Amid all the fuss over David Bowie’s sudden emergence from hibernation, a new album by another eccentric sexagenarian tunesmith from London doesn’t seem likely to get all that much attention. In the case of Robyn Hitchcock’s Love from London, that’s understandable, but it’s a pity. Maybe Hitchcock should have taken ten years off, like Bowie, to build up a bit of anticipation. But Hitchcock remains as prolific as he is undervalued – Love from London is his 19th full solo album (plus three as part of the Soft Boys), and with a stream of live and other recordings surfacing rarely does more than a couple of years go by without a some new material surfacing.
Over the course of his career, Hitchcock is one of those artists who has gathered consistently favourable critical notices without ever generating a lot of particular excitement or reaching an especially wide audience. On that front, he is in many ways a victim of his own consistency, both in quality and overall approach. For most of his career has traded in a whimsical, melancholy, occasionally surreal and very English brand of singer-songwritery sort of gentle psychedelic pop that owes much to the likes of Ray Davies, John Lennon and Syd Barrett. His classic influences, independent spirit and his lyrics’ mix of clever wordplay, naivety and wry humour also calls to mind more underground artists like Daniel Johnson, Julian Cope and Chris Knox.
Hitchcock has released relatively few weak albums, hasn’t gone down a lot of stylistic cul-de-sacs in search of different sound, and hasn’t had a lot of public personal crises, so he doesn’t generate much in the way of exciting narratives to hang a redemption narrative. When you’re never out of form, there are no returns to form for reviewers to get excited about. But Hitchcock’s consistent overall approach shouldn’t be mistaken for a lack of inventiveness. In fact, stepping into his seventh decade just ahead of the release of Love from London, Hitchcock has released one of his strongest, catchiest albums in years.
This is the sort of album that different listeners will find different tracks to love – the album runs the gamut from rolling, sombre piano ballads (the excellent opener “Harry’s Song”) to melancholy pop (“Be Still”, “Strawberries Dress”, “Death and Love”) to funky vamps (“Stupified”) to jagged rock jams (“Devil on a String”, “Fix You”). Not all are fully successful—in general, the slower, more wistful numbers fare better, with some of the more upbeat tracks feeling a little aimless—but overall the quality is very high.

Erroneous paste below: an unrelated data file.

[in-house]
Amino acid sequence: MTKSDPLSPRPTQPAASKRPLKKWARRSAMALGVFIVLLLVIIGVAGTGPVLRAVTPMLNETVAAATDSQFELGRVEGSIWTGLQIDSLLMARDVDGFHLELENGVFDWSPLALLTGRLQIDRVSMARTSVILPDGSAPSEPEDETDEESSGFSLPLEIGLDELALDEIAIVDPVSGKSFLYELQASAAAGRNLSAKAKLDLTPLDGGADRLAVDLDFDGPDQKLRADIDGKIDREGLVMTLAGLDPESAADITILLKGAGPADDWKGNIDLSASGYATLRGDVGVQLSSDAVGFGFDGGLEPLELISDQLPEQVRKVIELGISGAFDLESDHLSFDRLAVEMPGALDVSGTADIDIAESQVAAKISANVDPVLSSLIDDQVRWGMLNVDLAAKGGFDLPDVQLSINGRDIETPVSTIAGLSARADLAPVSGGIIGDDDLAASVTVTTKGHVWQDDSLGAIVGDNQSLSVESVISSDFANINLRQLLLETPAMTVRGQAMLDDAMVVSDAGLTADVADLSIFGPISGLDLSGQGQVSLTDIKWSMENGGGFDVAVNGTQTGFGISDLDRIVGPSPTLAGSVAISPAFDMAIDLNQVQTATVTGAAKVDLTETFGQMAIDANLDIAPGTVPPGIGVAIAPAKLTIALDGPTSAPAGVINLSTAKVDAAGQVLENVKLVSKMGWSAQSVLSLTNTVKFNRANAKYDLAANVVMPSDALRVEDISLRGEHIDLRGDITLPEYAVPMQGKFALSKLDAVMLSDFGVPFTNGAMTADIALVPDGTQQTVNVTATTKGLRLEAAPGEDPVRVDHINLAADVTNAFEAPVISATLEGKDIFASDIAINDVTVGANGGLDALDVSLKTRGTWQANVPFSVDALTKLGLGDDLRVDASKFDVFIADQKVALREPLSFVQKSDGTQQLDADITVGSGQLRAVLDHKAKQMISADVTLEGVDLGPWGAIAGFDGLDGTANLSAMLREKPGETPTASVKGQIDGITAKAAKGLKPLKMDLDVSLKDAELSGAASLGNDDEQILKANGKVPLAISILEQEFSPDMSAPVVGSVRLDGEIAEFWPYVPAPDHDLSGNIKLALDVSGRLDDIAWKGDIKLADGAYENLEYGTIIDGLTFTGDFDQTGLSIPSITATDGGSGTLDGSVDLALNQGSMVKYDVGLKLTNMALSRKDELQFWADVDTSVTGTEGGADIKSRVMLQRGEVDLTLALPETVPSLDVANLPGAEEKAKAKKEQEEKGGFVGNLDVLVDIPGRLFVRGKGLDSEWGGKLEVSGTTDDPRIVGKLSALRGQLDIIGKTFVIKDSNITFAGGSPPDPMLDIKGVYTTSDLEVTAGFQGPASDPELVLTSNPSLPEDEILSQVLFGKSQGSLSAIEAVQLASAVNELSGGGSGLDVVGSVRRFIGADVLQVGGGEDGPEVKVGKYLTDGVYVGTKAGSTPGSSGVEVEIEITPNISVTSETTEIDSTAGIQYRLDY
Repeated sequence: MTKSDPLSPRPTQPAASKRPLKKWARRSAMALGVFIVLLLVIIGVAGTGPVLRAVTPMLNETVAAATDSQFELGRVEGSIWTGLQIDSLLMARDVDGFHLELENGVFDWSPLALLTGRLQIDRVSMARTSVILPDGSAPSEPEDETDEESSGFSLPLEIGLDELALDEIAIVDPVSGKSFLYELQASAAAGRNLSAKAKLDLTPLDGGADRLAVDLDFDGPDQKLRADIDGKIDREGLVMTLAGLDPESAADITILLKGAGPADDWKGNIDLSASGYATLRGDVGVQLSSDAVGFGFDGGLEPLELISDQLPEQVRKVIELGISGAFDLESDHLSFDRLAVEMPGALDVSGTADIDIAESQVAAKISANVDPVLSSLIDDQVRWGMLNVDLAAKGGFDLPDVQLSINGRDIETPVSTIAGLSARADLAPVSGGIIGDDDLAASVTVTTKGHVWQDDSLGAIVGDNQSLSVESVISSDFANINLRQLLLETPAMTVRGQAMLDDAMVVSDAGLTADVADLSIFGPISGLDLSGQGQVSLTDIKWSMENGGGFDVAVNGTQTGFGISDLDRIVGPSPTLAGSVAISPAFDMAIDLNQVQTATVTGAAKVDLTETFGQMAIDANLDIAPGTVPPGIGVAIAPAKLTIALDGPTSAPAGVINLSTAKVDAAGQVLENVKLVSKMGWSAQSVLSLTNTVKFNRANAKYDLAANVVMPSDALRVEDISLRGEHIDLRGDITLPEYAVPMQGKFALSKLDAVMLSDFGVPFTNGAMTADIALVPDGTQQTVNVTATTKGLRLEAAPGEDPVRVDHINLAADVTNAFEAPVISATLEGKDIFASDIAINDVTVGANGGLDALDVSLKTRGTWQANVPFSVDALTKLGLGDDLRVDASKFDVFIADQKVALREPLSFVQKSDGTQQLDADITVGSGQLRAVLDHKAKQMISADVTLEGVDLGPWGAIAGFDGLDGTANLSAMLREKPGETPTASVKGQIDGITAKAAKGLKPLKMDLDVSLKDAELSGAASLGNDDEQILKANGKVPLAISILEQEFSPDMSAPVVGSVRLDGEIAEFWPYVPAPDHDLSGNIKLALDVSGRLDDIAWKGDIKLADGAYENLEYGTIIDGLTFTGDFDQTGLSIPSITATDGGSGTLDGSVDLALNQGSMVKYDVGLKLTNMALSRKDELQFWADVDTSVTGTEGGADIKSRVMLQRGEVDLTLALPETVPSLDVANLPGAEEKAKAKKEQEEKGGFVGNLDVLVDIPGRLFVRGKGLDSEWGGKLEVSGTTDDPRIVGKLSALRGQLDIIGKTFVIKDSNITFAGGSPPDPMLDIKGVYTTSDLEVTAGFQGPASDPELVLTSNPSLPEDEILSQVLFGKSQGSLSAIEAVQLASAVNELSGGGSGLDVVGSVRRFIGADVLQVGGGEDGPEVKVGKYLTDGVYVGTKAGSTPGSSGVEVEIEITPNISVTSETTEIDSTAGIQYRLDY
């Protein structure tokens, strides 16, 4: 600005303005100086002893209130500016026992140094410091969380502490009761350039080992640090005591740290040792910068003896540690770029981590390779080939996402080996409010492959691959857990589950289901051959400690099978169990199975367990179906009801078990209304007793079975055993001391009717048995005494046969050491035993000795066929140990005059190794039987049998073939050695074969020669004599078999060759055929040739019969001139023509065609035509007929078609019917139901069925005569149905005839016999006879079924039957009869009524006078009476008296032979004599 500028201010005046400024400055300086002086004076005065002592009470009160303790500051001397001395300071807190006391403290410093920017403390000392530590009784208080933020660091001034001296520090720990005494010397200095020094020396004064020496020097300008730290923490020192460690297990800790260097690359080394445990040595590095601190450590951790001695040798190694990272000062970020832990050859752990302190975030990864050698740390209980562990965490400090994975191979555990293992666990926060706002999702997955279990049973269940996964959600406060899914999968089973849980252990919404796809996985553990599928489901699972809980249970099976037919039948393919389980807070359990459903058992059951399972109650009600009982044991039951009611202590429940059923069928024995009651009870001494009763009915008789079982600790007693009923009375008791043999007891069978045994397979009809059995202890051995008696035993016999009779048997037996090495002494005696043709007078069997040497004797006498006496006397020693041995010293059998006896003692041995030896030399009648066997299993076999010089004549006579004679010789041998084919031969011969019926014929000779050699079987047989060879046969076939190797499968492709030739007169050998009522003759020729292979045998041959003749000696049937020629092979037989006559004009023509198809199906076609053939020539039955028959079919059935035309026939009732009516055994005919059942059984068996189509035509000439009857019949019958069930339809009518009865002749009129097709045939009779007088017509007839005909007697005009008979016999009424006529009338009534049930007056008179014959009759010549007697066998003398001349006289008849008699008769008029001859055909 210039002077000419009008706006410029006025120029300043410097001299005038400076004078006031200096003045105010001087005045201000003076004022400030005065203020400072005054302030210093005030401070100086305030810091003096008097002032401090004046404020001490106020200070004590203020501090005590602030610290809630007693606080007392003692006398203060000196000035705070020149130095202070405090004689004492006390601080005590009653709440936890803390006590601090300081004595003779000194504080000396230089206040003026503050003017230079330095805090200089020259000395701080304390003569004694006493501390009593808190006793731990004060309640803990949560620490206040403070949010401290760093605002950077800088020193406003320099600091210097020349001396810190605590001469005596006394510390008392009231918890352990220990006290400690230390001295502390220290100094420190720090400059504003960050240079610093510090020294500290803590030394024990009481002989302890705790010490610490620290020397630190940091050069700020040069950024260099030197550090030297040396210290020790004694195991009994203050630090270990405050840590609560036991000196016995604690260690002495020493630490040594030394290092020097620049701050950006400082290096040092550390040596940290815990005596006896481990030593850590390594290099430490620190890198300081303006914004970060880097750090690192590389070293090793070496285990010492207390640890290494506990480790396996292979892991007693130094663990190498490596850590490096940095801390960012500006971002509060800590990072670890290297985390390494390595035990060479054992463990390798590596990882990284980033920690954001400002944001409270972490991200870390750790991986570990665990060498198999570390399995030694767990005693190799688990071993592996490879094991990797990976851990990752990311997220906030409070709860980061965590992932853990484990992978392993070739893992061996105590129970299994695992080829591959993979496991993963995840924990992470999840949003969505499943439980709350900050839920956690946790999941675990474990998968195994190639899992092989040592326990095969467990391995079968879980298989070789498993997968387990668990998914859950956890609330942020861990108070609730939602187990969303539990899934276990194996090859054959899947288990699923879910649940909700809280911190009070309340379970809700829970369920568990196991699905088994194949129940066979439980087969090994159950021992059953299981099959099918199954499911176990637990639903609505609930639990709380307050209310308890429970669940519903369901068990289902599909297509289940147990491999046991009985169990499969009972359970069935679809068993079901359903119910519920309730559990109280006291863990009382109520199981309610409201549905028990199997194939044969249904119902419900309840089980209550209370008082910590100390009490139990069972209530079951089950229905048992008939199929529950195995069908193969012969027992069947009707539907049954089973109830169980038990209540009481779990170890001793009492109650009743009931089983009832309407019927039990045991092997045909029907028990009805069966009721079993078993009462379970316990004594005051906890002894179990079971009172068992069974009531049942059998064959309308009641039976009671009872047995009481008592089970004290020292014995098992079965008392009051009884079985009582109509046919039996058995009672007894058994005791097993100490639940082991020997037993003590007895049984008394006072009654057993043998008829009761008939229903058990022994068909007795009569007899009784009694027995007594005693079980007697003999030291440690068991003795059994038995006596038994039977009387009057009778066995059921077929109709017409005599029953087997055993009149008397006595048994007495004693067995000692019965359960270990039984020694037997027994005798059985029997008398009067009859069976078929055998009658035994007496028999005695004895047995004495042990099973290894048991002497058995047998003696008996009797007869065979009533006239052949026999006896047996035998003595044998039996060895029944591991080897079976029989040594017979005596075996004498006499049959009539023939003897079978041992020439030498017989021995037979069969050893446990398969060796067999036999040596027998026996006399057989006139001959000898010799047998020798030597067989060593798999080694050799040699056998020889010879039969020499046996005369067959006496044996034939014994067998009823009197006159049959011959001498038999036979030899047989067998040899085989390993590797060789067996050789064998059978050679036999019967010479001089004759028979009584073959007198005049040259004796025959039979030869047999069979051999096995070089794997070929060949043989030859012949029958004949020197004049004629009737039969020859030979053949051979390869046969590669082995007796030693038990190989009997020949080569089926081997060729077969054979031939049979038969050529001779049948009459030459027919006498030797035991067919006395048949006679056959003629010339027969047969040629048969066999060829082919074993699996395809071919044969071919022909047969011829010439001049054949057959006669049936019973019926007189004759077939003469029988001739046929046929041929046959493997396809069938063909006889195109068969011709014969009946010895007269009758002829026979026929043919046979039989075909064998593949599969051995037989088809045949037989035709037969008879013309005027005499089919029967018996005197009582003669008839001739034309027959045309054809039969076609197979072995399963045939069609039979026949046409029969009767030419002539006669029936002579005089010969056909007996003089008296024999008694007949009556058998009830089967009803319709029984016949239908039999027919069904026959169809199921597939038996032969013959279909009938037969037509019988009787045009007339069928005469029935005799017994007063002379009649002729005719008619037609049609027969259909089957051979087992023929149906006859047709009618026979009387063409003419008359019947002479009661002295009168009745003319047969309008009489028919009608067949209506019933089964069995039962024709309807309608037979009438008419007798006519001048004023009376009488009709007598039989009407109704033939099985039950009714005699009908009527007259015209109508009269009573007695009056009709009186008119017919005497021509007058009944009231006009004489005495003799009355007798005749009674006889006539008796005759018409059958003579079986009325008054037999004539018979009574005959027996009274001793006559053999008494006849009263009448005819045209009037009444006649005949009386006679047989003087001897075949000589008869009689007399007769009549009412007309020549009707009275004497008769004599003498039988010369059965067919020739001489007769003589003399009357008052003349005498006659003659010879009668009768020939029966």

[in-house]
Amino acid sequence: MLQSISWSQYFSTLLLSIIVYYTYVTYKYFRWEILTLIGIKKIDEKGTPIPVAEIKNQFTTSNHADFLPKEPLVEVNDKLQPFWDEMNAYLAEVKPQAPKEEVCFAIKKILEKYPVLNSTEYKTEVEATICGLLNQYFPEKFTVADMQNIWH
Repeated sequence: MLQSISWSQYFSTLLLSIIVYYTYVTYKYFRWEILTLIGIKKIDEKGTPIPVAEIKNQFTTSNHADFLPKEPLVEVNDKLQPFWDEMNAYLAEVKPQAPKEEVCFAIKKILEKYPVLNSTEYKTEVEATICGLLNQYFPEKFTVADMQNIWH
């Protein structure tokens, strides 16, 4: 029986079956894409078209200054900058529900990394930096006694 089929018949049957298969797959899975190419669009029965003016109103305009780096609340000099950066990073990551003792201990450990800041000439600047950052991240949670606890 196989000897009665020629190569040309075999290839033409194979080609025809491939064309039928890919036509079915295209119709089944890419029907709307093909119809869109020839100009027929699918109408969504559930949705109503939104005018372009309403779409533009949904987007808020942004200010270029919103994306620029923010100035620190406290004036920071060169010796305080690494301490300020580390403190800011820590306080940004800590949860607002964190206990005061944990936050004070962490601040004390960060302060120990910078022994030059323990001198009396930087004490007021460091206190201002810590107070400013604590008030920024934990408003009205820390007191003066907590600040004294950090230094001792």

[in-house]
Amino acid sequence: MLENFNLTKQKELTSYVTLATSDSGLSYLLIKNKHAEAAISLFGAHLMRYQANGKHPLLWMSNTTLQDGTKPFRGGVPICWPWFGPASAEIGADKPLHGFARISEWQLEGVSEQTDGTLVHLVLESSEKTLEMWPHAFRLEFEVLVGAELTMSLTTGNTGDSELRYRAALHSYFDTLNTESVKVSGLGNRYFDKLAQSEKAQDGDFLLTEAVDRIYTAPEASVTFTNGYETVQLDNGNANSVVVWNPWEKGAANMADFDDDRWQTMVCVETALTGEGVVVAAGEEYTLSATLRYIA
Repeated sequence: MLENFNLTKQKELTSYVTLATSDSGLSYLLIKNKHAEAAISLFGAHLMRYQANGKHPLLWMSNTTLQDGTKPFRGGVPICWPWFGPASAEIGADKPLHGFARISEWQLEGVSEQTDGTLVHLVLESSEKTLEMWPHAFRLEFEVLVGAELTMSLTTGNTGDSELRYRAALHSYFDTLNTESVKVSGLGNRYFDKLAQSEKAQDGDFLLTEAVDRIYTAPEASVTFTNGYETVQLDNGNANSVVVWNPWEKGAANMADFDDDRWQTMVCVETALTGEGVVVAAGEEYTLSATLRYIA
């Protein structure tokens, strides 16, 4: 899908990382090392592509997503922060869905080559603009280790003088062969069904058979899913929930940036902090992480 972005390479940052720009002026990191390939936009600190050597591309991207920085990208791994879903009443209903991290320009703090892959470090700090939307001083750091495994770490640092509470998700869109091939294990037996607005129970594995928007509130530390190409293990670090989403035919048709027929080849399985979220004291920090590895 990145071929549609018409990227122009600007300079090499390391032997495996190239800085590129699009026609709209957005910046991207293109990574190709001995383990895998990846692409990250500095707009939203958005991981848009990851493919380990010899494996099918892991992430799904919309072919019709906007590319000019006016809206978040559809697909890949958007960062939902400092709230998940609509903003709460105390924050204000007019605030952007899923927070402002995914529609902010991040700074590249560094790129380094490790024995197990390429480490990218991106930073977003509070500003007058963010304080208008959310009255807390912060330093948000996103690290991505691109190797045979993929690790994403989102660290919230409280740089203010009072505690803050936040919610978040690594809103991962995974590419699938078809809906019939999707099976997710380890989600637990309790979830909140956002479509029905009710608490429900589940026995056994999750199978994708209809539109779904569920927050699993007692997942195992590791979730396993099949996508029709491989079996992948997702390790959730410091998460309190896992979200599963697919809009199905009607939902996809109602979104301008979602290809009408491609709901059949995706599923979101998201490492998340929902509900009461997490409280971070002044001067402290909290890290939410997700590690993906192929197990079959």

Love from London’s secret weapon is the interplay between Hitchcock’s mannered voice and the gorgeous, delicate backing vocals provided by a range of different female singers. Most tracks feature these backup vocals, but none benefit more than the slower tracks.
“Be Still” is the stellar example. It’s a simple song built on jangling guitars and humming cello, in which Hitchcock seems to ponder the future of an unknown girl (or friend?) next to him, with an enigmatic, strangely moving chorus: “Be still / Let the darkness fall upon you.” It’s a gentle, unassuming track, but all its elements support each other beautifully, and the intertwining vocals give the song a kind of joyful momentum. “Strawberries Dress” and “Death and Love” are equally gorgeous, classic pop songwriting from a master practitioner.
The album finishes on a high note – “End of Time” makes a virtue out of death and the apocalypse, pairing ostensibly dark lyrical material to a strummed, swelling, woozy pop track that brings to mind “Strawberry Fields Forever”.
London mainstays—the BT Tower, Primrose Hill, greedy bankers and, er, rain—make appearances throughout the album, and the cover painting seems to imagine the City of London overcome by rising seawater. But though life and death in London might be the inspiration, Love from London isn’t an album too obviously preoccupied with its sense of place. It’s too individual and existential for that—Hitchcock is more a poet of the personal than a storyteller likely to fill his songs with characters from down at the local pub.
Still, the songs on Love from London are more direct, grounded in the real and everyday, than those on most Hitchcock’s previous albums. It’s an enjoyable change. True, Hitchcock is heading into the kind of age bracket that he’ll start being called a small national treasure. But Love from London shows that far from resting on his laurels he’s still evolving as an artist, making music vital enough to be enjoyed on its own, highly personal terms.
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